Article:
The other question is, with regard to Nobu, where the omakase menu includes both hot food and raw food, are they following a traditional progression or are they just doing their own thing? Typically, you'd begin with a couple of sashimi-type dishes, then you'd have three or four hot dishes including something fried, a broiled fish, soup, and maybe something else, and then at the end you'd have nigiri sushi followed by dessert. The thing that intrigues me about that progression is that in a Western meal one invariably has raw before cooked, whereas Nobu bookends the meal with raw.

I think that is a very typical order. Start with sashimi or cooked (but cold) appetizers, on to more substantial dishes, then finishing with rice. It's interesting that you see the final course as being raw- I imagine Nobu doesn't see it that way at all- he must see it as a rice dish,@and thus a very fitting way to end a meal (and besides, sushi isn't really considered a raw food- the rice is cooked and so are many of the toppings).

So one thing I'm trying to figure out is, if I go to such a restaurant and place a diverse order, how should it be sequenced?

You probably don't need to worry so much about the sequence of your order.

At family restaurants (the closest thing in Japan to N. American Japanese restaurants) almost everyone just orders in sets.

Izakaya-style ordering (I guess izakaya are the second-closest things to the Japanese restaurants in the west) would be good- sashimi and lighter food first and then on to more main-dish type things. Sushi could be considered a main dish, if so there is no need to finish the meal with rice. Or you could save the sushi until the end. Both would be totally fine. Dessert is optional and the drinks should flow right on through until the end (usually alcohol is not consumed at the same time as rice, but sushi is an exception).

My eGullet foodblog: Spring in Tokyo

My regular blog: Blue Lotus

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  • 10 months later...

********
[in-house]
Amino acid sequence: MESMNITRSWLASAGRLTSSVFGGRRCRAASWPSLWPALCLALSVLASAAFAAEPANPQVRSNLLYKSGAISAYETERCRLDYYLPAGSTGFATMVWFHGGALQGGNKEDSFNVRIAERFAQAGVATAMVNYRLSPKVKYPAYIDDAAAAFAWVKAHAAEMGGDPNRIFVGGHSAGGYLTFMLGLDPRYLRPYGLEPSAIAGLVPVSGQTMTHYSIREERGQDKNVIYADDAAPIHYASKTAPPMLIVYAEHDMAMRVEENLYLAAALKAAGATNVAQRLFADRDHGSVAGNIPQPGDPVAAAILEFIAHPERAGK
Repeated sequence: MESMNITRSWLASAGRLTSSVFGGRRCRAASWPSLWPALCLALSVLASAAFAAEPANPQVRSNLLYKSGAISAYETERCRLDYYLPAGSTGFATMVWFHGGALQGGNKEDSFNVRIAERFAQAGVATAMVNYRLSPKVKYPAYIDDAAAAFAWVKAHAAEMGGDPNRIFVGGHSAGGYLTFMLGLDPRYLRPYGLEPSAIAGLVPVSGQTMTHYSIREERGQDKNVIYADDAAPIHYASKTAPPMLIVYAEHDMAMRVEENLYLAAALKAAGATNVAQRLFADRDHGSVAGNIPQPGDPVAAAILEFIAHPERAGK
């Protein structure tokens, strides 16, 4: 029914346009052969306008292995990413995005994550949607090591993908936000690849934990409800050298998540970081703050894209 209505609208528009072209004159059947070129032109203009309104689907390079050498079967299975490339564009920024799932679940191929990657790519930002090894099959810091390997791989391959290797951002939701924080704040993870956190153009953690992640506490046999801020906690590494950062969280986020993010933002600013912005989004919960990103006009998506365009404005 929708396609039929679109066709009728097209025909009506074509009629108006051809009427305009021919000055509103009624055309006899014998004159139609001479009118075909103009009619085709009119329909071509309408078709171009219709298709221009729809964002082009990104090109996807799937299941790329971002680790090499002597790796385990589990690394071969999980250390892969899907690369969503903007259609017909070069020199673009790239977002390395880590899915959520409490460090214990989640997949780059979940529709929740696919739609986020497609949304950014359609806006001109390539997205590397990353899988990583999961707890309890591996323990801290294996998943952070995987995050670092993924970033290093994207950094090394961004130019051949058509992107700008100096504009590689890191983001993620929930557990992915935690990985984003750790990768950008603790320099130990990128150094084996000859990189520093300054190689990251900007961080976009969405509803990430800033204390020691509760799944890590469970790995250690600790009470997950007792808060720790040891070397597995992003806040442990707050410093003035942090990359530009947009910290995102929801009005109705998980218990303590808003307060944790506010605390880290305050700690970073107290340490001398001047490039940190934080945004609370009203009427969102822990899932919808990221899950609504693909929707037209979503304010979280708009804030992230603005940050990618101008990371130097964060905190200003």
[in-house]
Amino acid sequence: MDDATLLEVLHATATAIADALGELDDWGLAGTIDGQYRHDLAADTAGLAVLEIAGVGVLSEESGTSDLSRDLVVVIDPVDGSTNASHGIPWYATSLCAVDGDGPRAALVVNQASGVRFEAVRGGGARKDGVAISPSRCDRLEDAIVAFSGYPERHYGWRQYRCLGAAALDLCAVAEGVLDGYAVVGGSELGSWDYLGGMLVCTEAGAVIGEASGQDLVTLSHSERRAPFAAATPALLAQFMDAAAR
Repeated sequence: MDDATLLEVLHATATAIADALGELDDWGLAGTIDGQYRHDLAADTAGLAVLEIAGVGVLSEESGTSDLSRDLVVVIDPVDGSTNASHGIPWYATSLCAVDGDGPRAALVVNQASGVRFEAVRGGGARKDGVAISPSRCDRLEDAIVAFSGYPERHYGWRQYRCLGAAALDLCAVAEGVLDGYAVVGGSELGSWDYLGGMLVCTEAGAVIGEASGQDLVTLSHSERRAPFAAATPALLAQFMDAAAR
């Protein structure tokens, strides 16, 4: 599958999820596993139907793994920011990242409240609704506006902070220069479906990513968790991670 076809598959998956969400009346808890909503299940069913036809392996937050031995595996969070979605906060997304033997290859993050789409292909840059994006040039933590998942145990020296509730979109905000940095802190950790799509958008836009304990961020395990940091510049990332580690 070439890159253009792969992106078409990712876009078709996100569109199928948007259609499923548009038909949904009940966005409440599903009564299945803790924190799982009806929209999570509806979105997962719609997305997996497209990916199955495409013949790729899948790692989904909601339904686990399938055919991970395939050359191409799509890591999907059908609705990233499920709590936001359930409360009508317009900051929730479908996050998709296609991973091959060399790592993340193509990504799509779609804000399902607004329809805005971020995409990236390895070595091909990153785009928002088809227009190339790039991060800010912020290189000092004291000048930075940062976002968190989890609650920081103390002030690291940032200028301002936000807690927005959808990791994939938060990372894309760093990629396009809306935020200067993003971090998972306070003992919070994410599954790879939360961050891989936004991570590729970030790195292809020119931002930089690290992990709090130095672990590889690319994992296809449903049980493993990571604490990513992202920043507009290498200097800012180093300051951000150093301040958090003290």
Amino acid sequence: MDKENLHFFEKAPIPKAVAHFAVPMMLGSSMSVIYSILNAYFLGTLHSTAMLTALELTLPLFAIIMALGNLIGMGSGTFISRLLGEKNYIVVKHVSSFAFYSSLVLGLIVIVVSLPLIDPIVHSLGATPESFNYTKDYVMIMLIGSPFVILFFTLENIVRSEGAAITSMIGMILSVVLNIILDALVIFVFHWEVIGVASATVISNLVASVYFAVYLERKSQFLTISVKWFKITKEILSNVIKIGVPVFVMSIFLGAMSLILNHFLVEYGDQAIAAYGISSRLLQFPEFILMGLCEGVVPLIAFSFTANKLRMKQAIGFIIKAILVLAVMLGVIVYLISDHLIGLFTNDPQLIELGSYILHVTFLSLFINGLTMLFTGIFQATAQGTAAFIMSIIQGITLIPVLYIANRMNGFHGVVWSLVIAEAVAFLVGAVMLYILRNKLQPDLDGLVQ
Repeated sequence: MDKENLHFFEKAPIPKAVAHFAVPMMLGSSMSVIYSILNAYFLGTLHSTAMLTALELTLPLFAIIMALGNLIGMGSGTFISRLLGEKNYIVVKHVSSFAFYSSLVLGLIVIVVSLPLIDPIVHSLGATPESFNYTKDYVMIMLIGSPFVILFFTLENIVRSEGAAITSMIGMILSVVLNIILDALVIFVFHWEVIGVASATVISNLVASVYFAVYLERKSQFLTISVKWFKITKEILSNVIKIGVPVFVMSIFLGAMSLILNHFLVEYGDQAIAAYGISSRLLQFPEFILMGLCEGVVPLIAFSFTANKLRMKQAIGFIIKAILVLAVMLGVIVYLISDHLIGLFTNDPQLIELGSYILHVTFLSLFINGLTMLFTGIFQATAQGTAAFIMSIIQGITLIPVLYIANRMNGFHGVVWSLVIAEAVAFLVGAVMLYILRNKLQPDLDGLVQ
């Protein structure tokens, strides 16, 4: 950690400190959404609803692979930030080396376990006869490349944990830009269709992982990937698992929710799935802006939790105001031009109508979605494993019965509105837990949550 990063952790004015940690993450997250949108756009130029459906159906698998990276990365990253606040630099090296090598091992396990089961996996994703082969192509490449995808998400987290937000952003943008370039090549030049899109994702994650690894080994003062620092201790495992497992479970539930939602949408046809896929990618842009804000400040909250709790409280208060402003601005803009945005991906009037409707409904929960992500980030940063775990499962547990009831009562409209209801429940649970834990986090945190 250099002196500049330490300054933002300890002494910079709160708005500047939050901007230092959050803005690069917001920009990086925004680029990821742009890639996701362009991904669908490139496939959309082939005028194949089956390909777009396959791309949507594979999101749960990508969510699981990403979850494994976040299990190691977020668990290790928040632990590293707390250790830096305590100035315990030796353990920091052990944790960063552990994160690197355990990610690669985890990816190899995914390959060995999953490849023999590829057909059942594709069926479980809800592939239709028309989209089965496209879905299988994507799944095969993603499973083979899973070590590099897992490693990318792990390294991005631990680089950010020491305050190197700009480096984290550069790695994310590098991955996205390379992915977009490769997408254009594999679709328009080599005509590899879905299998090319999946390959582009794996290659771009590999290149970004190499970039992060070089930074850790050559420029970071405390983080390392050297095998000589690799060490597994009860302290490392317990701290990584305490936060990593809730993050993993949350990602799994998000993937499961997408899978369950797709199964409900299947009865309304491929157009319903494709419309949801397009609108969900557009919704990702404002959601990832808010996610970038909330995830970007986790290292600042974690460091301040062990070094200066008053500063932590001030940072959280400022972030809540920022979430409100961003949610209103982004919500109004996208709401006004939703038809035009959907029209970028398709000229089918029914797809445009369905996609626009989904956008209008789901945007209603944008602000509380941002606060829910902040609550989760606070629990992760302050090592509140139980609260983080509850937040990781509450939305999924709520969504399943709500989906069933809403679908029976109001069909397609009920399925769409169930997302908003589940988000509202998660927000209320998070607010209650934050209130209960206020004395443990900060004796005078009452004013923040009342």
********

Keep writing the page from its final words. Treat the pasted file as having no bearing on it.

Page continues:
So, how often do people in Japan go to kaiseki restaurants?

Are these primarily for special occasions?

Here in NYC, they're fairly uncommon. I think we've had at most three or four in recent years (Sugiyama, Kai and two others I can't think of, off the top of my head), of which one (Sugiyama) is still in operation. Even then, Sugiyama isn't kaiseki in the sense that a Japanese person would know it, but rather a close approximation (which is to say, not close at all).

Soba

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good question.

and difficult to answer.....

In Japan there are a couple different ways to eat kaiseki, what I think of as the most traditional is the type of kaiseki that is served in a restaurant that either has the guests of the separate parties each in their own private rooms or in some cases the restaurant is set up on a large area of land with each room of guests actually being a separate little "house". I have been to this second type twice, they are incredibly beautiful with stone paths connecting the "houses" with brooks and waterfalls for viewing along with lush greenery all perfectly trimmed.... These type of kaiseki are very expensive (a couple hundred dollars per person) and I am pretty sure are reserved either for the very rich or for very special occasions.